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More than 30 years since it was developed for clinical use, the third-generation cephalosporin ceftriaxone remains the most commonly used agent for outpatient parental antimicrobial therapy (OPAT). Recent antimicrobial stewardship programmes have tended to restrict ceftriaxone use in hospitals to control antibiotic resistance and outbreaks of Clostridium difficle infection (CDI). Considering the expansion of OPAT programmes both in the UK and worldwide, revisiting the role of ceftriaxone in OPAT in the context of changing antimicrobial prescribing practices is timely. To identify the evidence base for OPAT, review current and historical data on indications for, and safety of ceftriaxone within the OPAT setting, and to provide some perspectives on the future role of ceftriaxone. We searched PubMed and Scopus for articles published in English, and hand searched reference lists. We also conducted a complementary descriptive analysis of prospectively acquired data on the use of ceftriaxone in more than 1,300 OPAT episodes over a 10-year period in our UK centre. Ceftriaxone has an excellent safety profile in the OPAT setting, and its broad spectrum of activity makes it an established agent in a wide range of clinical infection syndromes, such as skin and soft-tissue infection, bone and joint infection, streptococcal endocarditis and several others. Intriguingly, in contrast to the inpatient setting, liberal use of ceftriaxone in OPAT has not been strongly linked to CDI, suggesting additional patient and environmental factors may be important in mediating CDI risk.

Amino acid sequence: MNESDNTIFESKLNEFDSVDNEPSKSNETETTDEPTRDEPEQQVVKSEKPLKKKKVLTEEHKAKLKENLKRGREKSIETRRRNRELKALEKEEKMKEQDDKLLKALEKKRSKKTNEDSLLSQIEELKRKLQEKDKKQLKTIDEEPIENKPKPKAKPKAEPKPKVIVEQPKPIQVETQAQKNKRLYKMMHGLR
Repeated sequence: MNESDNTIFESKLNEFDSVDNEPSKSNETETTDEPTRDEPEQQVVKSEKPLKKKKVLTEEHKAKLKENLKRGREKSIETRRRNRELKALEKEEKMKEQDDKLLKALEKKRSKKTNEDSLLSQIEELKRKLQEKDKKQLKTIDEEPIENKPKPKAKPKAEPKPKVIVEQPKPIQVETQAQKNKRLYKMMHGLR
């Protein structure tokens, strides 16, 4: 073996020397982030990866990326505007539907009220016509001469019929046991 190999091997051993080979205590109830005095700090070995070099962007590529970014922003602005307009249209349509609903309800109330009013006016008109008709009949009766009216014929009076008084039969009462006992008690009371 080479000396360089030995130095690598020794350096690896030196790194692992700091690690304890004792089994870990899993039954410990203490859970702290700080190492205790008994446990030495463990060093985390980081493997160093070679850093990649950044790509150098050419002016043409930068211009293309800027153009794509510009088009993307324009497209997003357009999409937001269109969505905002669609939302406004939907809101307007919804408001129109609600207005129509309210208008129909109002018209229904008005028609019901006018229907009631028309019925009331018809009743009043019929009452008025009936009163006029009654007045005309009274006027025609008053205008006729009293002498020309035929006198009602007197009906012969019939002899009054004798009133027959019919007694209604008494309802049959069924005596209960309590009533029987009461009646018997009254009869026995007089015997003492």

Christopher J A Duncan, David A Barr, R Andrew Seaton. Outpatient parenteral antimicrobial therapy with ceftriaxone, a review. International journal of clinical pharmacy. 2012 Jun;34(3):410-7

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PMID: 22527482

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